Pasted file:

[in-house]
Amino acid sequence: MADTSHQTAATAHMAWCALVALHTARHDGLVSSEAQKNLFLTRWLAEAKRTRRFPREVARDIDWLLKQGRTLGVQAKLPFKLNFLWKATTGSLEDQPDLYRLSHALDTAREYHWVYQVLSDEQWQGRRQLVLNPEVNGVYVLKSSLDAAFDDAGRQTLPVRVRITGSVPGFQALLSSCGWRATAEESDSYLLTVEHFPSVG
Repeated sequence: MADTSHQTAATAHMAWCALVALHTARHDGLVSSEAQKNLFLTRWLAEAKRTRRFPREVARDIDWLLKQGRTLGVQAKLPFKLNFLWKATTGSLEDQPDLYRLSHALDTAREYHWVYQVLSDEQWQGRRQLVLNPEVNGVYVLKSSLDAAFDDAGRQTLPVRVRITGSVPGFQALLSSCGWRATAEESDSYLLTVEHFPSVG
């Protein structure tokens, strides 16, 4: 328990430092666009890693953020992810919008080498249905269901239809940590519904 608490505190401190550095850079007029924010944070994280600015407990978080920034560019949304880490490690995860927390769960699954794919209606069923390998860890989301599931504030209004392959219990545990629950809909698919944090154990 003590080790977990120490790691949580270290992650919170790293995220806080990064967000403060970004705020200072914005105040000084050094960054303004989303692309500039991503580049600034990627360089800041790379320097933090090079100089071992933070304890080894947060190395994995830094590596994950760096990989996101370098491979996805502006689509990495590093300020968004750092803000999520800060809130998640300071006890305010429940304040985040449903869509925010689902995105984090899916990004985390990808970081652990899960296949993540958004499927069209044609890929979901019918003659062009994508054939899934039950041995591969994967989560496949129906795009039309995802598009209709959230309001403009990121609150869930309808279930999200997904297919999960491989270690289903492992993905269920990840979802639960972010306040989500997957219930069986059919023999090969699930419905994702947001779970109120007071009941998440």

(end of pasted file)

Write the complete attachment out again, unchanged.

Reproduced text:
[in-house]
Amino acid sequence: MADTSHQTAATAHMAWCALVALHTARHDGLVSSEAQKNLFLTRWLAEAKRTRRFPREVARDIDWLLKQGRTLGVQAKLPFKLNFLWKATTGSLEDQPDLYRLSHALDTAREYHWVYQVLSDEQWQGRRQLVLNPEVNGVYVLKSSLDAAFDDAGRQTLPVRVRITGSVPGFQALLSSCGWRATAEESDSYLLTVEHFPSVG
Repeated sequence: MADTSHQTAATAHMAWCALVALHTARHDGLVSSEAQKNLFLTRWLAEAKRTRRFPREVARDIDWLLKQGRTLGVQAKLPFKLNFLWKATTGSLEDQPDLYRLSHALDTAREYHWVYQVLSDEQWQGRRQLVLNPEVNGVYVLKSSLDAAFDDAGRQTLPVRVRITGSVPGFQALLSSCGWRATAEESDSYLLTVEHFPSVG
């Protein structure tokens, strides 16, 4: 328990430092666009890693953020992810919008080498249905269901239809940590519904 608490505190401190550095850079007029924010944070994280600015407990978080920034560019949304880490490690995860927390769960699954794919209606069923390998860890989301599931504030209004392959219990545990629950809909698919944090154990 003590080790977990120490790691949580270290992650919170790293995220806080990064967000403060970004705020200072914005105040000084050094960054303004989303692309500039991503580049600034990627360089800041790379320097933090090079100089071992933070304890080894947060190395994995830094590596994950760096990989996101370098491979996805502006689509990495590093300020968004750092803000999520800060809130998640300071006890305010429940304040985040449903869509925010689902995105984090899916990004985390990808970081652990899960296949993540958004499927069209044609890929979901019918003659062009994508054939899934039950041995591969994967989560496949129906795009039309995802598009209709959230309001403009990121609150869930309808279930999200997904297919999960491989270690289903492992993905269920990840979802639960972010306040989500997957219930069986059919023999090969699930419905994702947001779970109120007071009941998440």